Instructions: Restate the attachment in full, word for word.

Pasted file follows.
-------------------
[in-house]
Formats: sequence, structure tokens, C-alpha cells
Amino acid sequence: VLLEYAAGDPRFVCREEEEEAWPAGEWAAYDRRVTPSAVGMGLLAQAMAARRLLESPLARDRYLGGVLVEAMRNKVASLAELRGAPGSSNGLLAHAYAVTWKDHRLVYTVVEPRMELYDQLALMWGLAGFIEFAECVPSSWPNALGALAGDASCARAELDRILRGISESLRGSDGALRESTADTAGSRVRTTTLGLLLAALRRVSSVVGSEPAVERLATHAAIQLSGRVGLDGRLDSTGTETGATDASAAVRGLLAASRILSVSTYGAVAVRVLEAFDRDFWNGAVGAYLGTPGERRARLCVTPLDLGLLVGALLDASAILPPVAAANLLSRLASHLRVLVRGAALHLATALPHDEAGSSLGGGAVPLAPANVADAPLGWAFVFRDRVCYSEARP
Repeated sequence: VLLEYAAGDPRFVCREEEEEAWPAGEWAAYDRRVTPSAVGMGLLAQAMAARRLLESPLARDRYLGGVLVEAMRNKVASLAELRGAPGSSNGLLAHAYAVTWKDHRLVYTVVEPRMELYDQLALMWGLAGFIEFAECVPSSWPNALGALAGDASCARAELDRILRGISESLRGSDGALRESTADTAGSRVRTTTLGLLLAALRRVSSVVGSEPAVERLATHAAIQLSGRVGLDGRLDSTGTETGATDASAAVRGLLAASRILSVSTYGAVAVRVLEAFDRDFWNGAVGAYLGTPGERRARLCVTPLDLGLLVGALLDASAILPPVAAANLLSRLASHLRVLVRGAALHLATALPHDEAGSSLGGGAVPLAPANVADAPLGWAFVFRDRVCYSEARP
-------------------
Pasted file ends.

[in-house]
Formats: sequence, structure tokens, C-alpha cells
Amino acid sequence: VLLEYAAGDPRFVCREEEEEAWPAGEWAAYDRRVTPSAVGMGLLAQAMAARRLLESPLARDRYLGGVLVEAMRNKVASLAELRGAPGSSNGLLAHAYAVTWKDHRLVYTVVEPRMELYDQLALMWGLAGFIEFAECVPSSWPNALGALAGDASCARAELDRILRGISESLRGSDGALRESTADTAGSRVRTTTLGLLLAALRRVSSVVGSEPAVERLATHAAIQLSGRVGLDGRLDSTGTETGATDASAAVRGLLAASRILSVSTYGAVAVRVLEAFDRDFWNGAVGAYLGTPGERRARLCVTPLDLGLLVGALLDASAILPPVAAANLLSRLASHLRVLVRGAALHLATALPHDEAGSSLGGGAVPLAPANVADAPLGWAFVFRDRVCYSEARP
Repeated sequence: VLLEYAAGDPRFVCREEEEEAWPAGEWAAYDRRVTPSAVGMGLLAQAMAARRLLESPLARDRYLGGVLVEAMRNKVASLAELRGAPGSSNGLLAHAYAVTWKDHRLVYTVVEPRMELYDQLALMWGLAGFIEFAECVPSSWPNALGALAGDASCARAELDRILRGISESLRGSDGALRESTADTAGSRVRTTTLGLLLAALRRVSSVVGSEPAVERLATHAAIQLSGRVGLDGRLDSTGTETGATDASAAVRGLLAASRILSVSTYGAVAVRVLEAFDRDFWNGAVGAYLGTPGERRARLCVTPLDLGLLVGALLDASAILPPVAAANLLSRLASHLRVLVRGAALHLATALPHDEAGSSLGGGAVPLAPANVADAPLGWAFVFRDRVCYSEARP